As regards the US, Indonesia will always have some sort of relations with Washington owing simply to the large amount of trade between the two sides, to say nothing of the Pentagon’s heavy naval presence that it’s redirecting to the region as part of the Pivot to Asia. Furthermore, like the author wrote in a three-part article series for Katehon late last year (Part I, Part II, and Part III), Indonesia satisfies many Hybrid War criteria in being a hodgepodge of separate (sometimes conflicting) identities, and US strategists are obviously well aware of that and will predictably use it as a lever of negative pressure against Jakarta. Indonesia will therefore never completely turn its back on the US, nor should it in fact (recalling the possibility of pragmatic win-win cooperation between unipolar and multipolar states), but it also doesn’t have to bend to Washington’s will. It’s entirely possible that Indonesia could reject the TPP, continue limited naval cooperation with Washington, and embrace all of the Great Powers that are economically converging over it – China, the US, Japan, and India.
Relatedly, pragmatic engagement with China does not mean “submitting” to it, no matter how preconditioned some regional populations are to conflating these two separate concepts with one another. Indonesia has all of the characteristics that allow it to enter into a friendly economic competition with China that contributes to a stronger and more diversified multipolar world in general, but it again comes down to the intent of Jakarta’s “deep state” (permanent intelligence-military-diplomatic bureaucracy) decision makers in retaining positive and mutually beneficial relations with China. If geopolitical pressures are pushed onto the country, such as the internal Hybrid War ones that the US could spark or combined American-Indian lobbying to “contain” China, then Jakarta could quickly flip from a contested country to a unipolar one in aggressively confronting China on the US and its allies’ behalf. It doesn’t have to be this way, but it’s a distinct worry that the multipolar world should legitimately fret about and take constructive steps in averting.
Similar to India, Indonesia has come to adapt a political model that is very closely related to Western Democracy. This is only a recent development and didn’t occur until the “Reformation” period after Suharto, but it’s taken root in the world’s most populous Muslim country and can be said to have succeeded in transforming the existing political system. Jokowi’s election in 2014 bore some hallmarks of an American presidential campaign, once more putting it in league with India’s 2014 election of Modi and drawing yet another comparison between these two pivot states. What Indonesia needs to be careful of, though, is that it doesn’t emulate Western Democracies too closely in the sense of repeating the pitfalls of identity politics. If the diverse nation becomes infected with the US-supported idea of “political movements for all”, then the national unity that has been painstakingly preserved in the immediate tumult of the post-Suharto era could be irreparably damaged and the country could splinter along geo-identity lines. This, of course, would only be beneficial to the US in weakening the central authorities and manipulating the peripheral eastern regions for its own strategic benefit (whether as Chinese “containment” bastions or pressure points against Jakarta), but it’s entirely possible that this scenario could be actualized given the structural vulnerabilities inherent to Indonesia’s Western Democratic system.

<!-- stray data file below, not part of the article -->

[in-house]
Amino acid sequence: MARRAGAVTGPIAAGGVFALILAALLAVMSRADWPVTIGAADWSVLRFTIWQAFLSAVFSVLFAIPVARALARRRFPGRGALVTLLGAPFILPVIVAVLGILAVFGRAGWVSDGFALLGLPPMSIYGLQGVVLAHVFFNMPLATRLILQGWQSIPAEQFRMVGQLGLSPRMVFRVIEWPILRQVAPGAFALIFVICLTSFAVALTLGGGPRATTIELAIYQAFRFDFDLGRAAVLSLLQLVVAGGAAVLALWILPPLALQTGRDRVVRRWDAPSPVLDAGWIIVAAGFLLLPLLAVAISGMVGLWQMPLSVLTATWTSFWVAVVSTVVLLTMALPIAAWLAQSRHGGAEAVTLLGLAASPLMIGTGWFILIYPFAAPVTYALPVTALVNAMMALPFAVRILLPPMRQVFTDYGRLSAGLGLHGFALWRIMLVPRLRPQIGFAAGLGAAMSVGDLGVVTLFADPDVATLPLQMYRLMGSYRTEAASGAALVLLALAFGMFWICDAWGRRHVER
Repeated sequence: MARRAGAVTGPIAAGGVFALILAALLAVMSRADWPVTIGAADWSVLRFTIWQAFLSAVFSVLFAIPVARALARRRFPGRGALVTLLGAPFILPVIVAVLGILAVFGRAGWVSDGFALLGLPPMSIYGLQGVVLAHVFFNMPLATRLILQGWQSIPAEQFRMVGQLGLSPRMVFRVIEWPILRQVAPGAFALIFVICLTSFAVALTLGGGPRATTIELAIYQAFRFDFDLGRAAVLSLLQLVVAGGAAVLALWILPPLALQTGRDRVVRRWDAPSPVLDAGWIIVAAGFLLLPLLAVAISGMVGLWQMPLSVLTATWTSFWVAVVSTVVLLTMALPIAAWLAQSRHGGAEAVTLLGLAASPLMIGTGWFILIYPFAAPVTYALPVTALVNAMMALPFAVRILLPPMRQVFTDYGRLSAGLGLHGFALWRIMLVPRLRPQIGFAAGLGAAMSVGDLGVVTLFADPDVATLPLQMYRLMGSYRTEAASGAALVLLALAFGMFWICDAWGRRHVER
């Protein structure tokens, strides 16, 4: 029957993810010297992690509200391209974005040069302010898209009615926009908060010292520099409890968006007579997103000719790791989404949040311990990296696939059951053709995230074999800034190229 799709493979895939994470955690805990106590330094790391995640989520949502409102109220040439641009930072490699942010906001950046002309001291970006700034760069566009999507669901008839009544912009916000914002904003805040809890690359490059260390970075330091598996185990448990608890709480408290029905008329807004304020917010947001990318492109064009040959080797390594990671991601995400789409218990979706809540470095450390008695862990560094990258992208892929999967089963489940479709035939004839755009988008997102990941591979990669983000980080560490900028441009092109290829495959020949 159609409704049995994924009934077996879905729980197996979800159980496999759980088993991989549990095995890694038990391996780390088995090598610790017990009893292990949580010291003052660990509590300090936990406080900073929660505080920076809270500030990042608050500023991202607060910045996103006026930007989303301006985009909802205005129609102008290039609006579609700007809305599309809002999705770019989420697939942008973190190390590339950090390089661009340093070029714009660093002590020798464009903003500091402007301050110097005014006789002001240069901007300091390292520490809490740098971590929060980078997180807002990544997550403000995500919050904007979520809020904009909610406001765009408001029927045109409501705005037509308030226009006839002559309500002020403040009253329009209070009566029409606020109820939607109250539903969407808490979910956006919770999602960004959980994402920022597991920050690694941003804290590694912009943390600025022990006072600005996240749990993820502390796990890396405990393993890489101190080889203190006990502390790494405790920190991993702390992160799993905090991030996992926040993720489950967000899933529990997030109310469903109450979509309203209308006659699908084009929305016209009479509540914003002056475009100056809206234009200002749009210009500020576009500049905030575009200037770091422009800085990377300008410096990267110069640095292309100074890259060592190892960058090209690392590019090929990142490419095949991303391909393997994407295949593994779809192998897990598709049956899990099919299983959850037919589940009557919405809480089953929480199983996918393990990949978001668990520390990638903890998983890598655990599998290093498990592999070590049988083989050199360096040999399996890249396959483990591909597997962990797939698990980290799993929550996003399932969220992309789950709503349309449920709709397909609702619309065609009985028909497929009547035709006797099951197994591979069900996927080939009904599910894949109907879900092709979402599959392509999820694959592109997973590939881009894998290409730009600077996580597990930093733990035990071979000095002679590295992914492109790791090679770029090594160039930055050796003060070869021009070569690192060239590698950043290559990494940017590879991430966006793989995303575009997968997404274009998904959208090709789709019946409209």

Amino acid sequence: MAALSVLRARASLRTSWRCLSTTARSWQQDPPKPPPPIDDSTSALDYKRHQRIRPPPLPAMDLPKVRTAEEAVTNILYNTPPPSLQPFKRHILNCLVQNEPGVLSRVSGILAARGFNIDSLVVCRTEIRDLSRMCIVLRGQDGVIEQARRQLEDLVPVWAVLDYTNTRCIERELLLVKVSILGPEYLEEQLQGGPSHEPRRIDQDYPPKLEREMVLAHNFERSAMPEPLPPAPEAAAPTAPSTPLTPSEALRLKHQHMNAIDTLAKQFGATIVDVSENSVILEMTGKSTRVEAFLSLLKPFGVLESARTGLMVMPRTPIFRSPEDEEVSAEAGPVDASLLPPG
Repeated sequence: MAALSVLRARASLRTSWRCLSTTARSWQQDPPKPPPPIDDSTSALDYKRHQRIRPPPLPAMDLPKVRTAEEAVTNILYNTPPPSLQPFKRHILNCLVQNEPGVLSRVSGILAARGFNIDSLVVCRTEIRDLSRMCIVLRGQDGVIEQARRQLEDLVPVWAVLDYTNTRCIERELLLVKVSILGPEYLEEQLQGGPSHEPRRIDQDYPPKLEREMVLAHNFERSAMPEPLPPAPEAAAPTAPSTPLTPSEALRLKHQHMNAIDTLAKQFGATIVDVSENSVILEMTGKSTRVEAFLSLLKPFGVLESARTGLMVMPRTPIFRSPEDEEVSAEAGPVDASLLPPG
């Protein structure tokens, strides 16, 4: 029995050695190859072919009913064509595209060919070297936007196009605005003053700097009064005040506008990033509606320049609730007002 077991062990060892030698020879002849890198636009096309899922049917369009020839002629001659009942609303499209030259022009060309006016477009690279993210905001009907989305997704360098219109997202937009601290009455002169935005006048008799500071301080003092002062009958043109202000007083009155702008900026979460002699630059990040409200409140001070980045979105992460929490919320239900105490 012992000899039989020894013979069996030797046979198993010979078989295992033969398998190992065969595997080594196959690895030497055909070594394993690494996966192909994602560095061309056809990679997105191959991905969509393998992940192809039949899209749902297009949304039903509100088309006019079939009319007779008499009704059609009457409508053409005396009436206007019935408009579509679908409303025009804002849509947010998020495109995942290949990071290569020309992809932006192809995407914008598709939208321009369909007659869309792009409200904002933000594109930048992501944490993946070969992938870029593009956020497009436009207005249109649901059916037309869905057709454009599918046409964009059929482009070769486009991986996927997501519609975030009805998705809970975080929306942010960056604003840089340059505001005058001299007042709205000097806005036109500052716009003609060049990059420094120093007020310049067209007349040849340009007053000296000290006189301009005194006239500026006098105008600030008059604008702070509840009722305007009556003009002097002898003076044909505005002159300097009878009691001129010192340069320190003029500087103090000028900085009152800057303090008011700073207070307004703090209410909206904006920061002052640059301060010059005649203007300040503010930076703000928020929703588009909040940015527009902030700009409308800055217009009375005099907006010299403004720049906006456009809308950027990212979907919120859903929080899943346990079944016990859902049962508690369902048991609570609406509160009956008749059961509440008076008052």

The country’s economic elite appear to be split between China and the TPP countries, and the rise of India as one of Indonesia’s upcoming partners will only complicate this dynamic. In the present framework, the economic elite don’t have to choose an “either-or” approach, and they can pragmatically interact with as many or as few partners as they’d like. In fact, that’s actually what’s preferable at this point, but the US will try to change all of this as it seeks to ‘poach’ Indonesia into the TPP and turn it against China. While India is not yet a major factor, it very well could be in the near future, both in terms of its ‘overland’ trade via the Trilateral Highway then across the Malacca Strait to Indonesia and through its much more direct maritime links to the archipelago, and this could heavily play to Washington’s advantage if it succeeds in keeping New Delhi on the unipolar leash.